The power of mindful spending
How to ensure retail therapy leads to fulfillment
Regrets — we’ve all had a few. Some may be hanging in your closet or gathering dust on a shelf in the garage right now, in fact. Retail therapy may feel good in the moment, but the happiness it offers often doesn’t last long.
Not all purchases offer only a sugar high, though. Some purchases can lead to fulfillment. Alice Kornhauser, of Portland, Maine, has developed a way to satisfy her desire to shop without creating stress on her budget and savings goals. The key isn’t to avoid emotional spending — it’s being mindful about your purchases.
Separating personal value from monetary value
Feeling anxious about your financial situation can affect your emotional and physical well-being, as Personal Capital financial hero Deepak Chopra points out. His keys to financial confidence include knowing your financial values, setting a plan and seeing that plan through.
Kornhauser wound up finding her way through essentially the same steps. In 2014, she took a one-year “radical sabbatical” during which she narrowed her daily needs down to the minimum necessary for her to be happy. “My to-do list had five things on it,” she says. “Take vitamins, make something, read something, exercise and make time for introspection.”
Even though she loves shopping, it wasn’t on the list. So she began thinking about the activity differently by asking what she was looking to gain during the process. And she found that she genuinely enjoys the act of going to a store and meditatively looking through racks of clothes, imagining herself wearing them. She also discovered that it was less important to her to actually buy the garments she was browsing.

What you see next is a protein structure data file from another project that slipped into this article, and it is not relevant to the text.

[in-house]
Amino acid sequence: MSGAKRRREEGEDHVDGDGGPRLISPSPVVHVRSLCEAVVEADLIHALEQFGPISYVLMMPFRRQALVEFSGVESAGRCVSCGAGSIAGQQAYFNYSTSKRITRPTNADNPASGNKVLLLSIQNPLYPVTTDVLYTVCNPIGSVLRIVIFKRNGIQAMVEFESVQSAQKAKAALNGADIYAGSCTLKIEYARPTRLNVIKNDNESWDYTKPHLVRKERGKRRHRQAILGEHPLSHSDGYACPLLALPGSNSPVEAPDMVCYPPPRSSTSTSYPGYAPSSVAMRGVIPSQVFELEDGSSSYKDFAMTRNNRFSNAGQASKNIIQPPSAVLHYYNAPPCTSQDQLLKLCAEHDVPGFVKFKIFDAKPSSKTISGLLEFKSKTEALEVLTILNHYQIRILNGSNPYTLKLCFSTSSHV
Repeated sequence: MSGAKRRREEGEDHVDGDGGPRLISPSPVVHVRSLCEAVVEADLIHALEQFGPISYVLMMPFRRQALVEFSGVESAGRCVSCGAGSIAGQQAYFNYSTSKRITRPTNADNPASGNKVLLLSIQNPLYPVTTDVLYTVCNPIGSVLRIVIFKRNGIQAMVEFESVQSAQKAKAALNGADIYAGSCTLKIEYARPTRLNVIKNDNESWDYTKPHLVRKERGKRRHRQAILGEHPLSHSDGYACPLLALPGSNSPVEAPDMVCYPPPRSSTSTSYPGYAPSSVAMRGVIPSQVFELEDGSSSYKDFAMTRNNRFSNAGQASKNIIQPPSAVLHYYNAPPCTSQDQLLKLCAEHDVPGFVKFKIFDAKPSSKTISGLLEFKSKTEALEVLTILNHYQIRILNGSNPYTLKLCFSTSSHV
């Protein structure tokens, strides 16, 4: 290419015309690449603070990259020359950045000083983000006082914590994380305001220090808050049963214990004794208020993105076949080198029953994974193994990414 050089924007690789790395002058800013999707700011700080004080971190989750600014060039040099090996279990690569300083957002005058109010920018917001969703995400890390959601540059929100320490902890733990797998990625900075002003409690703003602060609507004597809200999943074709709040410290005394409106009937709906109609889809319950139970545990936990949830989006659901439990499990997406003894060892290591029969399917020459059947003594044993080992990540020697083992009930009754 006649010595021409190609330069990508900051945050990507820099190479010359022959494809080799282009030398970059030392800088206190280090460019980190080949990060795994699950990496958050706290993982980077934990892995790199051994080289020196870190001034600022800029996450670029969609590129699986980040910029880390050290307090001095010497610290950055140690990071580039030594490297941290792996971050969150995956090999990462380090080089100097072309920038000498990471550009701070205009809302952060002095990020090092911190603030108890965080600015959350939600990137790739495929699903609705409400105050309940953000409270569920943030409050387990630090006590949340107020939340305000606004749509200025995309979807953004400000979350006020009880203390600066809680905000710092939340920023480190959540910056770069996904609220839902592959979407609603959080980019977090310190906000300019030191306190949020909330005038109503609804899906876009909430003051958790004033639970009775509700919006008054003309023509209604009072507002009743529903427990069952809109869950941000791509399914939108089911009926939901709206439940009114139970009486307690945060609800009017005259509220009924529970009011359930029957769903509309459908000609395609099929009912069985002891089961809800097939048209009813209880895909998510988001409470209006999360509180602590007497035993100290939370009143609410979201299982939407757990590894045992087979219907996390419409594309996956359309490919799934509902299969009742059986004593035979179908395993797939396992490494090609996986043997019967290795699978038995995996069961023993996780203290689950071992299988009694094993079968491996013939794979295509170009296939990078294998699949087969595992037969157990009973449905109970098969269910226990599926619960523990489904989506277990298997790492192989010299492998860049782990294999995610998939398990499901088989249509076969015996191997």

The realization that she could separate the experience of shopping from the need to actually make a purchase led Kornhauser to change her approach. “I recognized that the temptation to shop often came from feeling bored or unappreciated, like I needed a reward,” she says. So she borrowed a plan from the Marie Kondo playbook and decided she would try to surround herself solely with things that sparked joy and gave her genuine pleasure.
Becoming mindful about spending
Chopra recommends taking these steps before spending money to ensure you’re doing so mindfully:
- Have a joyful, energetic body.
- Maintain a loving, compassionate heart.
- Develop a clear, reflective mind.
- Feel lightness of being.
Kornhauser seeks out a more direct route between buying something and feeling fulfilled: “I ask if a purchase genuinely makes me feel really, really good — does it give me the giggles?”
Answering that question can mean spending weeks visualizing the ideal bed skirt before she starts looking for one to buy. And that process has sometimes led her to the conclusion that less is more. “If you’re bored and just need to make a change, sometimes giving things away to Goodwill and clearing out space can be more revelatory and beneficial than buying something new,” she says.
More importantly, she’s found that if she truly wants something, there’s no hurry to pull the trigger on a purchase. “If you really want something now, you’ll want it tomorrow — and two weeks from now,” she says.
While the positive feelings that retail therapy bring may last a short time, making thoughtful decisions about your purchases and savings can bring a lasting sense of accomplishment.
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